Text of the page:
Official rate rises have already been announced, and so soon after the festive season, the Bank of England leading the way with its widely predicted quarter- point rise on January 12. Market participants also expect the Federal Reserve to jump in and raise Fed funds again, or rather carefully step, as it would be surprising to see Fed chairman Alan Greenspan associated with any ‘irrational’ leaping. Another quarter-point rise is already priced into the market, and further small rises are predicted for later on in the year.
For some fund managers, the gradualist approach may in the end prove uncomfortably unsatisfactory for Treasuries, and bond yields could be about to rise quite sharply. Rod Davidson at Murray Johnstone is definitely in the bear camp, and points some of the blame at Greenspan. He goes on, “Although it’s fair to say that the consensus on the US bond market is already quite bearish, we think things could get a lot worse as Greenspan disappoints the bond market with his apparent reluctance to really have a go at reining back the charging US economy.”
Davidson believes that there will be a good deal of Y2K ‘unwinding’, and that many companies will try and make up for, in effect, lost time at the end of last year when many projects were put on hold as the new year approached. He forecasts there could be an extra surge in investment spending in the first quarter that many investors have not factored into their GDP numbers for 2000, which could easily shock the bond market .
Norman McChesney, senior fund manager at Aberdeen Asset Management, agrees that the US economy will be the wild card in both bond and currency forecasting. He argues: “One of the main factors behind the battering the euro took last year was the dramatic difference in growth rates of the US and sickly Euroland. Now at the start of this year, we are at last seeing growth picking up in Europe, and most importantly in Germany, the heart of Euroland.”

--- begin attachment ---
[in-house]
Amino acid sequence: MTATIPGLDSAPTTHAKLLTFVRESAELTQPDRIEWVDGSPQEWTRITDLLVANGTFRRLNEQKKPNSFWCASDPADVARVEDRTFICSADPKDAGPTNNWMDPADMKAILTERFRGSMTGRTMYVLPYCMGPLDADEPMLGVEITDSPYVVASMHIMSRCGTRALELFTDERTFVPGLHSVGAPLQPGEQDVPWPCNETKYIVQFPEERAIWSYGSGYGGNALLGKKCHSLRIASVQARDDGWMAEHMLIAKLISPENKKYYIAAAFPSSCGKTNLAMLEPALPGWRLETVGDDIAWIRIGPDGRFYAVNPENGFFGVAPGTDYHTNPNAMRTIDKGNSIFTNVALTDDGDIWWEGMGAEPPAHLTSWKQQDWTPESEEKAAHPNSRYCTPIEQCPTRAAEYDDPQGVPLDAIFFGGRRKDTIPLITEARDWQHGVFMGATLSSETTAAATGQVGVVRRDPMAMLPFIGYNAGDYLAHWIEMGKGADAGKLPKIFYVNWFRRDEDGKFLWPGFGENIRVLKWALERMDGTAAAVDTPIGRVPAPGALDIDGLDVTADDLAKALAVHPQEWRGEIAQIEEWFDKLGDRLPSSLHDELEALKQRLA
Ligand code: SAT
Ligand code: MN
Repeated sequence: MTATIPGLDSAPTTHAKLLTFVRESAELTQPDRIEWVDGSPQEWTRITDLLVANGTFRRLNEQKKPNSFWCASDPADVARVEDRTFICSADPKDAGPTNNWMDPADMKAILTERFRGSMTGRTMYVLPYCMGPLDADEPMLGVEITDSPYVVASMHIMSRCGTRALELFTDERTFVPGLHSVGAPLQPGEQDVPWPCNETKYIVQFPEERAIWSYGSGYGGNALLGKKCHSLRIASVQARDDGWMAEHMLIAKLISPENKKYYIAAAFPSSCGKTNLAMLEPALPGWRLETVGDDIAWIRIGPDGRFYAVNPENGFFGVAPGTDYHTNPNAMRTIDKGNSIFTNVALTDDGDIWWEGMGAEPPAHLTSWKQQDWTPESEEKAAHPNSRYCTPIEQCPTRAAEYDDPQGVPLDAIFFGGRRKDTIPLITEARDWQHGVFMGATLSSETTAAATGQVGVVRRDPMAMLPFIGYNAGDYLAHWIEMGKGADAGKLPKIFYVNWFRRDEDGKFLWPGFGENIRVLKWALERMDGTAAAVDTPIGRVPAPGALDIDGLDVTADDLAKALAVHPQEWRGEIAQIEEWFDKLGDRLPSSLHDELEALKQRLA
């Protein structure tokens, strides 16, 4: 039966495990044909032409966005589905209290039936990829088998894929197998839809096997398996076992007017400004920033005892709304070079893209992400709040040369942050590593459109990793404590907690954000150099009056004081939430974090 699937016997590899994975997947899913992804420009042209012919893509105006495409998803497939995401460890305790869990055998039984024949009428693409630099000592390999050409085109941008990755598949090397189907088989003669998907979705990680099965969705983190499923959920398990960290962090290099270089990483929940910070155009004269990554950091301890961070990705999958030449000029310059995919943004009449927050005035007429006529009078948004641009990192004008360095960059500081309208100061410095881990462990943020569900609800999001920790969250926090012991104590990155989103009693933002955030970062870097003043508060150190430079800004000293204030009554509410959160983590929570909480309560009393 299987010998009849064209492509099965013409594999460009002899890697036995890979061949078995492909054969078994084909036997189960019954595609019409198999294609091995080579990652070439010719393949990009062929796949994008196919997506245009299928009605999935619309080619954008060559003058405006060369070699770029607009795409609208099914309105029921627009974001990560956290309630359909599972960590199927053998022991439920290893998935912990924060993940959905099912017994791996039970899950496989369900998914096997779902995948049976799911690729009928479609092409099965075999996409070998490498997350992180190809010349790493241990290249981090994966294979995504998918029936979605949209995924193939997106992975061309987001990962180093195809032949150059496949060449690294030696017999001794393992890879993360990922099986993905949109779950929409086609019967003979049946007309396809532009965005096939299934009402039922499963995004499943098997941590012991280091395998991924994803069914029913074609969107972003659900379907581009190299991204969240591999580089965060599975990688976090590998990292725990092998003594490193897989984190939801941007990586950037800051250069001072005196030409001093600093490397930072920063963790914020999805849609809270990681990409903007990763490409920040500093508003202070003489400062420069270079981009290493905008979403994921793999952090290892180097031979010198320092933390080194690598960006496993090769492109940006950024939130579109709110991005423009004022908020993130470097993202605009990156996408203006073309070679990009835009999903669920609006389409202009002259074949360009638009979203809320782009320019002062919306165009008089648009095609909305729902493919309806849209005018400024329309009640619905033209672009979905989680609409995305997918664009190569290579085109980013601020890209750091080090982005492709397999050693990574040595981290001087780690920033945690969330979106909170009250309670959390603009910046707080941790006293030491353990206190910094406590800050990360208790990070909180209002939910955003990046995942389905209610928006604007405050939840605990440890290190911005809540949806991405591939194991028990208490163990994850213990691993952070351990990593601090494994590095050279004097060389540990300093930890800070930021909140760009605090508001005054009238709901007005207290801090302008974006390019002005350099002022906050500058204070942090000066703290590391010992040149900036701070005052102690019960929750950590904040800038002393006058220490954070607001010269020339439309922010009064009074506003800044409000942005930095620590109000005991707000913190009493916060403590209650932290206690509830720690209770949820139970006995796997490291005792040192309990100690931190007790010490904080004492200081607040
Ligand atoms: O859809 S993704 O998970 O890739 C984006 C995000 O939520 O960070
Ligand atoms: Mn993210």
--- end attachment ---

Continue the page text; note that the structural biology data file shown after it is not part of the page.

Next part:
McChesney makes the point that, while interest rates will continue to rise in the US and look set to do the same in Euroland, because the US is so far ahead in terms of the economic cycle, then the Fed’s rate hikes will have a faster effect on the US economy.
He adds: “The euro’s technical situation is much stronger now than it was a year ago, indeed part of the reason for the currency’s sustained weakness was down to the unwinding of so many speculative euro-bull positions. Couple that with a more experienced and “wordly-wise” ECB council – who made several gaffs on the verbal intervention front over 1999 - and the euro should be stronger than the dollar this year, but I would have to say that our bullish euro forecasts are vitally dependent on the timing of the downturn in the vigorous US economy.’
Although the managers at Murray Johnstone have already positioned their funds long the euro, Davidson suggests that the ongoing strength of the US economic expansion will preclude any rally by the Euro until the second half of the year. “We do not see how the euro can rally versus the dollar just yet,” he says, “and would not be surprised to see a bout of further weakness in the near term. If the consensus is for a stronger euro, then that makes us more convinced that the euro has a few more difficult months ahead. And we do not see the currency getting back to where it was on launch day, not this year at least. I would add, however, that we will be trading the euro from overweight given our long-term negative views on the dollar.”
Having been part of that small group of investors that correctly forecast the euro’s weakness in 1999, JP Morgan’s currency management team has now shifted its euro exposure much closer to neutral. Head of the team, managing director Harriett Richmond, explains, “The euro has fallen substantially and we believe we have already seen the majority of its decline. However, although we also believe that the currency is now looking pretty cheap values, we cannot rule out further erosion, perhaps to as low as 0.95/0.97. As things stand at the start of the new year, there are still many negatives for the euro, both technical and economic. And the interest rate attractiveness of the US dollar has certainly not gone away.”
Although not overweight the euro, Richmond and her team believe that the currency’s cheapness will bring in buyers in the end, and that the strength of the US economy and the three quarter- point rate rises from the Fed which surprised so many investors and were so supportive of the dollar throughout most of 1999 are now behind us and that the economic and interest rate backdrop will turn more and more in favour of the euro in 2000.